That dull misery in the shoulder, knee or elbow known as bursitis can strike anybody, from the couch potato to the highly trained athlete. Though bursitis may hurt as much as arthritis, it isn?t a
joint disease. Rather, it's an acute or chronic painful inflammation of a bursa. Bursae (from the Greek word for wine-skin and related to the English word purse) are small, closed, fluid-filled sacs
that protect muscles and tendons from irritation produced by contact with bones. If friction becomes too great, from overexercising, hard work, or injury, for instance-the bursae themselves may get
inflamed. Though the shoulder is a common locale for bursitis, any of the bursae in the human body-there are approximately 150-can become irritated. Occupational bursitis is not uncommon and is known
by old, familiar names such as "housemaid's knee," and "policeman's heel." One of the most common foot ailments, the bunion, is a form of bursitis.
Bursitis can develop for several reasons, including repetitively engaging in the same motion, or example, lifting objects above your head for work. Putting a lot of pressure on a bursa for an
extended period of time. Leaning on your elbows or kneeling (for example, to lay carpet) can cause bursitis in the elbows or knees. If you sit for long periods of time, especially on hard surfaces,
you may develop bursitis in your hip. Wearing shoes with a stiff back that rubs against the back of the ankle can cause Achilles tendon bursitis. Trauma. The bursae at the knee and elbow are close to
the surface of the skin, and if you fall directly on your elbow or the knee, you can rupture, injure or puncture a bursa. Infection. Known as septic bursitis, it?s the result of bacteria infecting a
bursa. It can occur from an infection traveling from another site or following an accident that ruptures the bursa. Even scraping the skin on your elbow or getting a mosquito bite that breaks the
skin near the olecranon bursa (near the elbow) can lead to bursitis. Other joint disorders, such as rheumatoid arthritis, osteoarthritis and gout, or health conditions.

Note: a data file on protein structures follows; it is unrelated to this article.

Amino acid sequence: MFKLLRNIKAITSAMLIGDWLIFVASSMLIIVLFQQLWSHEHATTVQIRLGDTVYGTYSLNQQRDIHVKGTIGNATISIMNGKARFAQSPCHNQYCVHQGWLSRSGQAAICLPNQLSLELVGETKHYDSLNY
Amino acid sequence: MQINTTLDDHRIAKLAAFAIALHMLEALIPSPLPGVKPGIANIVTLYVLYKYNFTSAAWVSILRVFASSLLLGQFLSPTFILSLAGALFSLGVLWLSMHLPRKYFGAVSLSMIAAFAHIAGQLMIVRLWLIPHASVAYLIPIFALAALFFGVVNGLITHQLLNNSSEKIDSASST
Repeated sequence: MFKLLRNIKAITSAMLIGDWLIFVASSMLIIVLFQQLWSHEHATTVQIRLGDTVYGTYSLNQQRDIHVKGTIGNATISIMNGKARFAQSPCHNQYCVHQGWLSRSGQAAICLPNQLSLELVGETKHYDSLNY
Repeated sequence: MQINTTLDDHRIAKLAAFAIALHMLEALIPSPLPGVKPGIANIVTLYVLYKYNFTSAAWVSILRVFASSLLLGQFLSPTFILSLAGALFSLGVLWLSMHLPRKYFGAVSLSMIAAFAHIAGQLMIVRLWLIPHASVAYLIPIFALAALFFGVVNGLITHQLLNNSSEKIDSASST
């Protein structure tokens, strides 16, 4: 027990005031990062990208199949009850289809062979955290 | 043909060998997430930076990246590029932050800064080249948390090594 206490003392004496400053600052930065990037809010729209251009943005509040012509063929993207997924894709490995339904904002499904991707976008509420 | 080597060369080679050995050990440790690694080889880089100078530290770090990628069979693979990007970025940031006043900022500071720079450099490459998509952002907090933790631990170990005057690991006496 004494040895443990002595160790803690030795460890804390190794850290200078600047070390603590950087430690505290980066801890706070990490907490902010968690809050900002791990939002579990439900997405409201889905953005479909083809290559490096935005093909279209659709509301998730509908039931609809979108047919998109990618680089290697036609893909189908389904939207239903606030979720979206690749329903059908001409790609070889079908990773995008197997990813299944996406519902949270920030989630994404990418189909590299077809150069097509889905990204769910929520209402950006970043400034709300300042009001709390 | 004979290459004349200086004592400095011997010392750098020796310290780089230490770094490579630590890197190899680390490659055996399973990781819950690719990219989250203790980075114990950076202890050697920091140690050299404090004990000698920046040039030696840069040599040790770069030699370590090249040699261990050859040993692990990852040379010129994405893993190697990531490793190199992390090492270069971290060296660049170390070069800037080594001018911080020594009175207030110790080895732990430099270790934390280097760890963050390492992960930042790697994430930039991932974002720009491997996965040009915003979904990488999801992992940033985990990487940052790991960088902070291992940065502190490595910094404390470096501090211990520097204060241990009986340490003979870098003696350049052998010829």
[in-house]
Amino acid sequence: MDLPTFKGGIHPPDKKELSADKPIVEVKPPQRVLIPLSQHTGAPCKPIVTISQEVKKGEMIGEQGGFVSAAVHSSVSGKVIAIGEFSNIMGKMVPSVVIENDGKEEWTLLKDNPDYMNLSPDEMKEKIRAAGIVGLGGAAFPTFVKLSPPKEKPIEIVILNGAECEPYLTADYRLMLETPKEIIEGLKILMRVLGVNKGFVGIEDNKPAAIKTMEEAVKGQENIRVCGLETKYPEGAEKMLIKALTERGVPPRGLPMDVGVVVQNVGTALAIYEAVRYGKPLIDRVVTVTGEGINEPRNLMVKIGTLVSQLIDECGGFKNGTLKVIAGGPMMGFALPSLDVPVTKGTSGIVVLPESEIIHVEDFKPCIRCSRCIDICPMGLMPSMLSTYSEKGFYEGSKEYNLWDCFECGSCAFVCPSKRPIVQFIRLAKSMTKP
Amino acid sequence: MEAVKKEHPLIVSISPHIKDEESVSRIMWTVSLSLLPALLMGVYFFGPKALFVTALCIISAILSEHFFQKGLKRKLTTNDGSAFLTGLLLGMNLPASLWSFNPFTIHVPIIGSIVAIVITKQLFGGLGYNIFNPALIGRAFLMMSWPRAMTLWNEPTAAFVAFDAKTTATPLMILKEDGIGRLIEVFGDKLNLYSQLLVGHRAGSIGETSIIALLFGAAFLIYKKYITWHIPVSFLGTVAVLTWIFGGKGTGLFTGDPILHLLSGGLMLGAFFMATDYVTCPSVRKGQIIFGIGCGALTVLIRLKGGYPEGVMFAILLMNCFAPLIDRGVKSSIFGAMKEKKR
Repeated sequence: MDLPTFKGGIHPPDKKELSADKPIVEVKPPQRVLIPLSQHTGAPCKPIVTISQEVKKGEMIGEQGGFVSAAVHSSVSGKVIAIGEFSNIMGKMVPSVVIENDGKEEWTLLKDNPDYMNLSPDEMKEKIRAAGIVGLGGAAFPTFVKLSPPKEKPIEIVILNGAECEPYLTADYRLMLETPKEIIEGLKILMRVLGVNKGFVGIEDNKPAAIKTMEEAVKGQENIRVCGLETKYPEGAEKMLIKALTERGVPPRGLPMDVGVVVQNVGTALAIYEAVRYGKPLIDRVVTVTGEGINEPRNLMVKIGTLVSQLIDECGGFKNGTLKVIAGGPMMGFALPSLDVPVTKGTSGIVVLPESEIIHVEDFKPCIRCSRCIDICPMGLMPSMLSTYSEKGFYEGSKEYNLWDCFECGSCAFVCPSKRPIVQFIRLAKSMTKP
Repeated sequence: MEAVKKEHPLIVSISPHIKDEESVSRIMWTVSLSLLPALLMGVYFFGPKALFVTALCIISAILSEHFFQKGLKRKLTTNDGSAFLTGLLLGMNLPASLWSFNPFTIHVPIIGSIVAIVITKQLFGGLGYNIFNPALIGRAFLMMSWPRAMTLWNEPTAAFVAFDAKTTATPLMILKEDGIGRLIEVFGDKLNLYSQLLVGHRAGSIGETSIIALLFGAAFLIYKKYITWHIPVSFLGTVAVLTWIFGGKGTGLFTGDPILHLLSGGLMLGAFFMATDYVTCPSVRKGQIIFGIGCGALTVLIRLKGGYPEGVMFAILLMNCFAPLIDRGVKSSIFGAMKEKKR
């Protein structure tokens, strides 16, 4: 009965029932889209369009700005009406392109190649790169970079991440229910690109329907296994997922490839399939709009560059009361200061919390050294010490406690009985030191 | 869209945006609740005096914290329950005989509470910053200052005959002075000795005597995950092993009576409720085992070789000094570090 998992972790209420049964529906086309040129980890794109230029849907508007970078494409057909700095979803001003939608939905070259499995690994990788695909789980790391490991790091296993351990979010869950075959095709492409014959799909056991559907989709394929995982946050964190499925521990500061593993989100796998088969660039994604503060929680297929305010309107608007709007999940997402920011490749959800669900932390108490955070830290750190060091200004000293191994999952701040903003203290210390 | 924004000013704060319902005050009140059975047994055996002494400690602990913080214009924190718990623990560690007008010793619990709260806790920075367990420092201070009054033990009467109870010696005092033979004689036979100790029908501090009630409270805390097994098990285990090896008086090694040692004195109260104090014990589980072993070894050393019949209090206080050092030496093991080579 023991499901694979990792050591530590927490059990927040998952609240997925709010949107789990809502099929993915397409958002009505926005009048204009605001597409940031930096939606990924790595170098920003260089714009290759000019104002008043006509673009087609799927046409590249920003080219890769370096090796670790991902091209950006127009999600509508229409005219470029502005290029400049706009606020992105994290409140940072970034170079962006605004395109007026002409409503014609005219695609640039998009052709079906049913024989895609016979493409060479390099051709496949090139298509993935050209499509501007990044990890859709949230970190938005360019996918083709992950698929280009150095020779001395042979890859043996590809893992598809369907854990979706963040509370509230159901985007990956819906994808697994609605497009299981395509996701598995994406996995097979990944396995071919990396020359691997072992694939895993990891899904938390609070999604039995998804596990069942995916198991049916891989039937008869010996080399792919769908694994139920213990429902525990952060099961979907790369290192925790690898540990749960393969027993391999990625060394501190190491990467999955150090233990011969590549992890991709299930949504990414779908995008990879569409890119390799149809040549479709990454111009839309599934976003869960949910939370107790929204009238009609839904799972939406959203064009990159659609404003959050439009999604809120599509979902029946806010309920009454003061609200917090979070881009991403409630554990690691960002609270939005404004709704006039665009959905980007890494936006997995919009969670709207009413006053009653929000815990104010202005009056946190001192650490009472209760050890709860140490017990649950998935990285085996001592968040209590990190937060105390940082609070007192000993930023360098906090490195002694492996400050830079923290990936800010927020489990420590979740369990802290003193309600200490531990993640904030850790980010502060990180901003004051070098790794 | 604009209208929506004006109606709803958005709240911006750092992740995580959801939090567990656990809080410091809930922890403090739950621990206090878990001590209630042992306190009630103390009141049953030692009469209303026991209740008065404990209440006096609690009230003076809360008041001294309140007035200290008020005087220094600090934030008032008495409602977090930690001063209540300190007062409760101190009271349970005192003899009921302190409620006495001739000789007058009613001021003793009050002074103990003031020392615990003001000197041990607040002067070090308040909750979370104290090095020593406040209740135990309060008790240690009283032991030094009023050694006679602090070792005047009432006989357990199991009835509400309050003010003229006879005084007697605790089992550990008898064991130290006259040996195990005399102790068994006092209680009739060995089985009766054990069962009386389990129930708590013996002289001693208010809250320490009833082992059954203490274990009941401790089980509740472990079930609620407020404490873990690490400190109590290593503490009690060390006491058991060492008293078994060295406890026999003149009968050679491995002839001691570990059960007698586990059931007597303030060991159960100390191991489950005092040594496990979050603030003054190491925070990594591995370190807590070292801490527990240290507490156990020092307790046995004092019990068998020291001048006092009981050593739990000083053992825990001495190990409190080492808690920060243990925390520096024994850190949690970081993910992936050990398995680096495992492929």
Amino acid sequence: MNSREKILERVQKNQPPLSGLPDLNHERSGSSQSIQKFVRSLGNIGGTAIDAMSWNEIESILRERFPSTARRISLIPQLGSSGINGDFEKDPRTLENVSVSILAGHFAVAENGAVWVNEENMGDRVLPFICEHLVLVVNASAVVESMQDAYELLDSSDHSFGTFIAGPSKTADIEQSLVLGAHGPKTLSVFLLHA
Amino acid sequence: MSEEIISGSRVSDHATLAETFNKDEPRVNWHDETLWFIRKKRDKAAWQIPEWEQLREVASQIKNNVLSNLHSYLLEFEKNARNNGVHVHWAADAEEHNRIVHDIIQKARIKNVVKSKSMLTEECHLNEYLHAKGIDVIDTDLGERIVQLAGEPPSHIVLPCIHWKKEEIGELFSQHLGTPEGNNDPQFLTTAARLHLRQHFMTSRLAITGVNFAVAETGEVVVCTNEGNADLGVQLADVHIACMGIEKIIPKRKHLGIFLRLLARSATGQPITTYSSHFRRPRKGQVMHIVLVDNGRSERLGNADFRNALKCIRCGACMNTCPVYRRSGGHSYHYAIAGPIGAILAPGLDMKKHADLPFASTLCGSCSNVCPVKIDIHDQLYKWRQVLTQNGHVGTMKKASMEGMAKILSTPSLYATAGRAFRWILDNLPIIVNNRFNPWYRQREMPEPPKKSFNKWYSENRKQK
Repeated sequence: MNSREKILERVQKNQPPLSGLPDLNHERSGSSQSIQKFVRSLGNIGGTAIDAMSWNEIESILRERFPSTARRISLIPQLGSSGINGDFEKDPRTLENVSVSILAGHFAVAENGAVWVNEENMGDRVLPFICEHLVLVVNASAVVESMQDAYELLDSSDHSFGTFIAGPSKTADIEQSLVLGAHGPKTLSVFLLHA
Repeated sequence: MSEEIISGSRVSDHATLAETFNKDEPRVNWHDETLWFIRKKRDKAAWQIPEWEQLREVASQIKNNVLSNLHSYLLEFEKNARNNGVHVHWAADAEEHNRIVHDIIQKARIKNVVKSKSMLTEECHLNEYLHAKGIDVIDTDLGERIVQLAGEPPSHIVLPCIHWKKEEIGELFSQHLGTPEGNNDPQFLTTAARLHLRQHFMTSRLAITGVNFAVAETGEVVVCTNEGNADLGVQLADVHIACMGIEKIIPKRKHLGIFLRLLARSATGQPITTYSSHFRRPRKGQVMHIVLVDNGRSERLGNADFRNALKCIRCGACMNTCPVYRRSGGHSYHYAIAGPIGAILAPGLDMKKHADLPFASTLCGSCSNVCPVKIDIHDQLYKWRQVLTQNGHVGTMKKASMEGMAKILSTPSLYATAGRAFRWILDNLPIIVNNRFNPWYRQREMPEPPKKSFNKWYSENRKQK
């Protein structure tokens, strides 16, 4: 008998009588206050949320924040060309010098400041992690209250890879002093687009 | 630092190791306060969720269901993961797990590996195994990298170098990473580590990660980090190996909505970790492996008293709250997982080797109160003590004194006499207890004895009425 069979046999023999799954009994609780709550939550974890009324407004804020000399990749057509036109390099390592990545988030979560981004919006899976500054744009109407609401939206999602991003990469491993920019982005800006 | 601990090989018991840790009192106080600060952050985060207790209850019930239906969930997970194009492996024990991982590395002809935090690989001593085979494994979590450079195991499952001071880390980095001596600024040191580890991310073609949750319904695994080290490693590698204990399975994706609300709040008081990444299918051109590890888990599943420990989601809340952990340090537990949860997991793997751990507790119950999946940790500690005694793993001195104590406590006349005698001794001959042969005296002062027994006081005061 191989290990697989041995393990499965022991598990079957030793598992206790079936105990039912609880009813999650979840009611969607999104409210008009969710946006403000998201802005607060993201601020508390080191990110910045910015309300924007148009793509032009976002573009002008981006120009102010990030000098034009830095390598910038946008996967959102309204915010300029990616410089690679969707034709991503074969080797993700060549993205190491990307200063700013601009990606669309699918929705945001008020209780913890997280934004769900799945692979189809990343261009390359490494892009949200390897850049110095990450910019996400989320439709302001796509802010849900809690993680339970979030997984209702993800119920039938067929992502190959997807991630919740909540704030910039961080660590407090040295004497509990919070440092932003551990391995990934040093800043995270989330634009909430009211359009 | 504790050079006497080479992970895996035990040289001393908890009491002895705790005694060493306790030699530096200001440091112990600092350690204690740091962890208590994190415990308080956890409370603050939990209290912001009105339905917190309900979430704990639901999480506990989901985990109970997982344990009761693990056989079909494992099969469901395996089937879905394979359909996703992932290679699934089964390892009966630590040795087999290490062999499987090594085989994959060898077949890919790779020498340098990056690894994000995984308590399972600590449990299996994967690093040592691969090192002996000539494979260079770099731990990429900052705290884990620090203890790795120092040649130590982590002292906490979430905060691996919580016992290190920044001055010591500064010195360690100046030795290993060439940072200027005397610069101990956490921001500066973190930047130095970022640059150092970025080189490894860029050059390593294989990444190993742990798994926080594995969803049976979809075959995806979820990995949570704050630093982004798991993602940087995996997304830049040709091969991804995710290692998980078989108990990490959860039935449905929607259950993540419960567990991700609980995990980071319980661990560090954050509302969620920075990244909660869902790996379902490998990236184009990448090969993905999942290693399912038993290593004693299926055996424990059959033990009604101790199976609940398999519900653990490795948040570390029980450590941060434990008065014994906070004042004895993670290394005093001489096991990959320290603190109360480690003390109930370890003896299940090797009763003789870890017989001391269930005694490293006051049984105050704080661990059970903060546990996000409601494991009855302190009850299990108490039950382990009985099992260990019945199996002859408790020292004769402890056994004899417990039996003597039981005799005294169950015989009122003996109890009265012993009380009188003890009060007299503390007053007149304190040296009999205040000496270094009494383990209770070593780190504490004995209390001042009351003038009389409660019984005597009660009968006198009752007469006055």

Limping. Decreased movement. Your ankles may feel stiff or unable to move as well as they usually do. Pain or tenderness in the back of the ankle. It may be worse at the beginning of exercise, or
when running uphill. You may also have pain when wearing shoes. Redness and warmth. If the bursa is infected, the skin over the heel may be red and warm. You may also have a fever. Swelling on the
back of the heel.
Your doctor will take a history to find out if you have the symptoms of retrocalcaneal bursitis. By examining your ankle, he or she can generally tell the location of the pain. The physician will
look for tenderness and redness in the back of the heel. The pain may be worse when the doctor bends the ankle upward (dorsiflex), as this may tighten the achilles tendon over the inflamed bursa.
Alternatively, the pain may be worse with toe rise, as this puts stress on the attachment of the achilles tendon to the heel bone. Imaging studies such as X-ray and MRI are not usually necessary at
first. If initial treatment fails to improve the symptoms, these studies may be obtained. MRI may show inflammation.
Non Surgical Treatment
All types of bursitis often can be successfully managed non-surgically, and possible treatments include use of ice packs or compressive dressings, activity modification that may reduce stress or
irritation, administration of nonsteroidal anti-inflammatory drugs (NSAIDs) or antibiotics, corticosteroid injections (knee and elbow), stretching exercises, and/or change of footwear (heel). Surgery
may be required in patients whose symptoms remain following these treatments and in certain situations when infection is involved.
Surgery to remove the damaged bursa may be performed in extreme cases. If the bursitis is caused by an infection, then additional treatment is needed. Septic bursitis is caused by the presence of a
pus-forming organism, usually staphylococcus aureus. This is confirmed by examining a sample of the fluid in the bursa and requires treatment with antibiotics taken by mouth, injected into a muscle
or into a vein (intravenously). The bursa will also need to be drained by needle two or three times over the first week of treatment. When a patient has such a serious infection, there may be
underlying causes. There could be undiscovered diabetes, or an inefficient immune system caused by human immunodeficiency virus infection (HIV).